Number of hydrogen-powered vehicles projected to increase

Over the next five years, there may be a significant increase in the number of hydrogen-powered vehicles in use worldwide.

There are already approximately 60,000 hydrogen-powered automobiles on the road. According to a new estimate, this number will reach one million by 2027’s end.

The analysis from Juniper Research identifies hydrogen vehicles as a potential option to battery electric automobiles (EVs). It was discovered that the possibility for increased range and rapid refueling was superior to that of electric vehicles, hence alleviating customer concerns around EV ownership.

Hydrogen vehicles have advantages over electric vehicles.

The paper cited a number of hydrogen vehicles’ advantages over electric vehicles, including:

  • Hydrogen can be pumped through the current network of gas stations.
  • Why Hydrogen-powered vehicles can travel farther because their energy storage is compact.
  • Why Filling up a hydrogen-powered vehicle takes only a few minutes, whereas charging an electric vehicle can take several hours.

According to the survey, the presence of hybrid vehicles in numerous commercial sectors highlights the limitations of electric vehicles. The widespread availability of diesel-electric hybrid buses, trains, and trucks demonstrates that, based on existing technology, EVs are incapable of delivering a mass transit option.

In addition, hydrogen is promoted as an alternative to electric vehicles (EVs) because EV batteries are huge, expensive, and need rare earth metals such as cobalt, nickel, and lithium. Platinum is required for the generation of hydrogen, but only in production centers and in much lower quantities. The hunt for an alternative to platinum is also at an advanced level of development.

Hydrogen vehicles are defined by Juniper Research as those that employ hydrogen propulsion systems as their onboard fuel. Hydrogen and oxygen react with the fuel cell and turn their chemical energy into electricity.

Hydrogen Vehicle Development

The report claims that several major vehicle manufacturers, including BMW and Audi, believe that a change in the political atmosphere could favour hydrogen vehicles over EVs. Both manufacturers are developing hydrogen fuel cell prototypes in addition to EVs as part of preparations to phase out fossil fuels.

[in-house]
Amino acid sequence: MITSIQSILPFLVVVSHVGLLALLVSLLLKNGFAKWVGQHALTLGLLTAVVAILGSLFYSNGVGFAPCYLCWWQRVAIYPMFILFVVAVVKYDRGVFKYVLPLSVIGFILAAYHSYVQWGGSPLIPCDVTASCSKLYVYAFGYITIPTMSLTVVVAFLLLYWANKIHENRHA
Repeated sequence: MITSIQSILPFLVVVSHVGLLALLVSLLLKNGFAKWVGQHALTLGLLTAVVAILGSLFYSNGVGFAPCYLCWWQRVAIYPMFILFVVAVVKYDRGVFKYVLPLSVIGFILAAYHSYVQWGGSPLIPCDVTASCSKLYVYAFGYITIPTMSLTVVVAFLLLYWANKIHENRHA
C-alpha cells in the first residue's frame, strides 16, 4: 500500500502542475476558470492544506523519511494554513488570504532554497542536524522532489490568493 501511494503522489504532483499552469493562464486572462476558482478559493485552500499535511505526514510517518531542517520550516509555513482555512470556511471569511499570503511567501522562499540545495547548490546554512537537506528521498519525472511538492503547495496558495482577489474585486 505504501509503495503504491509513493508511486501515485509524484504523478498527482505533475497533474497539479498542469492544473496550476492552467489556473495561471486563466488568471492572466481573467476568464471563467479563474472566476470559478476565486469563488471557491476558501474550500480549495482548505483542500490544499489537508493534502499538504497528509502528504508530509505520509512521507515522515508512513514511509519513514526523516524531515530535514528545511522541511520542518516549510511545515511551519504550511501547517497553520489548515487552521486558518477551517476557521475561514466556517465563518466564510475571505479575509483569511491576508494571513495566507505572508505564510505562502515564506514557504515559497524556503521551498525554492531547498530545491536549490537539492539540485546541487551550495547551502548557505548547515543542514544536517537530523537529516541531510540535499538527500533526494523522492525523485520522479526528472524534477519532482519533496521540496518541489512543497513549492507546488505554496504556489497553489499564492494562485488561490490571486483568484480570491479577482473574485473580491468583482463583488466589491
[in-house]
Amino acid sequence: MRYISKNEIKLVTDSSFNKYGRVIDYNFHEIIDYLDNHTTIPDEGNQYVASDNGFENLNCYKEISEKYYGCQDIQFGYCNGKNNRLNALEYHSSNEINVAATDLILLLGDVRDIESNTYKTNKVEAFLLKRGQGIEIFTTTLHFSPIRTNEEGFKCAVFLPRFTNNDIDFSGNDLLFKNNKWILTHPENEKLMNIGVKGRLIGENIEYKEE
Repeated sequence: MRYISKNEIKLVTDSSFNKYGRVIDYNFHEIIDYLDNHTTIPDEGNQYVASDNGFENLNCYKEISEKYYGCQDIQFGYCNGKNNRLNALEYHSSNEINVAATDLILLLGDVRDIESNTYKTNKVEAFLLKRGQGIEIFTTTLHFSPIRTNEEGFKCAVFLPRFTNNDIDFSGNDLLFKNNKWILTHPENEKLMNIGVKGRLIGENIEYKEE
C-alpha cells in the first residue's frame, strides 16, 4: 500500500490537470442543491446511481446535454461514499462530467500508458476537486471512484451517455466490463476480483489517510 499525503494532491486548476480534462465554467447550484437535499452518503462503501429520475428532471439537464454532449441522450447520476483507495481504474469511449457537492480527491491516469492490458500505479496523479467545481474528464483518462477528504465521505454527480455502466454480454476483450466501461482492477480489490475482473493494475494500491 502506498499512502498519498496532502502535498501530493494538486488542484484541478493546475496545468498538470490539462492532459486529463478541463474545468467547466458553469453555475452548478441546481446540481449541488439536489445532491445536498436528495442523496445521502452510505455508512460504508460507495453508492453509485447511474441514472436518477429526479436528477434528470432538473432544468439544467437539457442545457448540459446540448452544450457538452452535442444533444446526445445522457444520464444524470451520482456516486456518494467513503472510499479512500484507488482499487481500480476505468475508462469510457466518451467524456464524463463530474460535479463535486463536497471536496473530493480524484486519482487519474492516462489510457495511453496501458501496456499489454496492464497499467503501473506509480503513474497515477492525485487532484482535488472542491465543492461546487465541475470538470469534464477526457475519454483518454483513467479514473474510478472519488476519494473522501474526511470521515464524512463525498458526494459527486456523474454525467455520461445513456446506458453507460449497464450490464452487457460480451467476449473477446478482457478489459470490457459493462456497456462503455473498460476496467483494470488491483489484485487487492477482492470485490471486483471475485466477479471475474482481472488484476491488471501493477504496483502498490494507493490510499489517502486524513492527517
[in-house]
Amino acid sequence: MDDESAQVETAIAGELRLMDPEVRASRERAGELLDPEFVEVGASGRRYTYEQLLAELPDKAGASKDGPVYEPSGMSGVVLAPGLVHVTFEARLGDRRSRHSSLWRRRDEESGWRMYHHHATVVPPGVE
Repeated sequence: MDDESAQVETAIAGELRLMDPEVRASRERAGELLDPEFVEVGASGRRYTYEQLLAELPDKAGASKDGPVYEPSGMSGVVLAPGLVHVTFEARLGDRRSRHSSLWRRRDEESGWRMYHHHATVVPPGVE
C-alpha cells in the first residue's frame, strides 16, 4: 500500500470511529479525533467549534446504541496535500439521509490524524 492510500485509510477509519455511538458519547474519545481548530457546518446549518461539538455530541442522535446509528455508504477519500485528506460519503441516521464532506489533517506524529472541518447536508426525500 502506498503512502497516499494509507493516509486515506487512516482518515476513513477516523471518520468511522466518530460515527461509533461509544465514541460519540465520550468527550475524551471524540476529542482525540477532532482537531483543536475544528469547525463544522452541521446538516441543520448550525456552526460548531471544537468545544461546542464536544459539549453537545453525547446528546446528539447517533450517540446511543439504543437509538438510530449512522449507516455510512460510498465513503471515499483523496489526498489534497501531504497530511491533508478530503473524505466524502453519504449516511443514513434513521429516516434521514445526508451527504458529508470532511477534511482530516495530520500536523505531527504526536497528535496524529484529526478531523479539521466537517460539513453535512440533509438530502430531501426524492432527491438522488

Japanese carmakers Toyota, Nissan, Honda, and South Korea’s Hyundai were the only manufacturers developing and pushing for hydrogen fuel cell cars for years. Now China is expanding its hydrogen fuelling infrastructure, and the EU wants to build more hydrogen fuelling stations for commercial vehicles.

The research forecasts that the consumers will lead the hydrogen vehicles market, with consumer vehicles accounting for over 60% of hydrogen vehicles globally in 2027. The report identified the emerging development stage of many commercial vehicle types and the high average cost of hydrogen-powered commercial vehicles as critical factors limiting the market’s potential growth.

Research co-author Olivia Williams explained, “Manufacturers will need to make hydrogen vehicles more affordable to become viable for fleets, but increased range and suitability for heavy goods transport will ultimately drive growth and economies of scale.”

Additionally, the report identified the low availability of fuelling infrastructure as a critical challenge for broader adoption. Still, it highlighted heavy industry investment as key to reducing this concern over the next five years. The report recommends that infrastructure vendors provide ‘green’ hydrogen, produced using renewable energy sources, to best take advantage of environmental concerns driving the adoption of alternative fuels.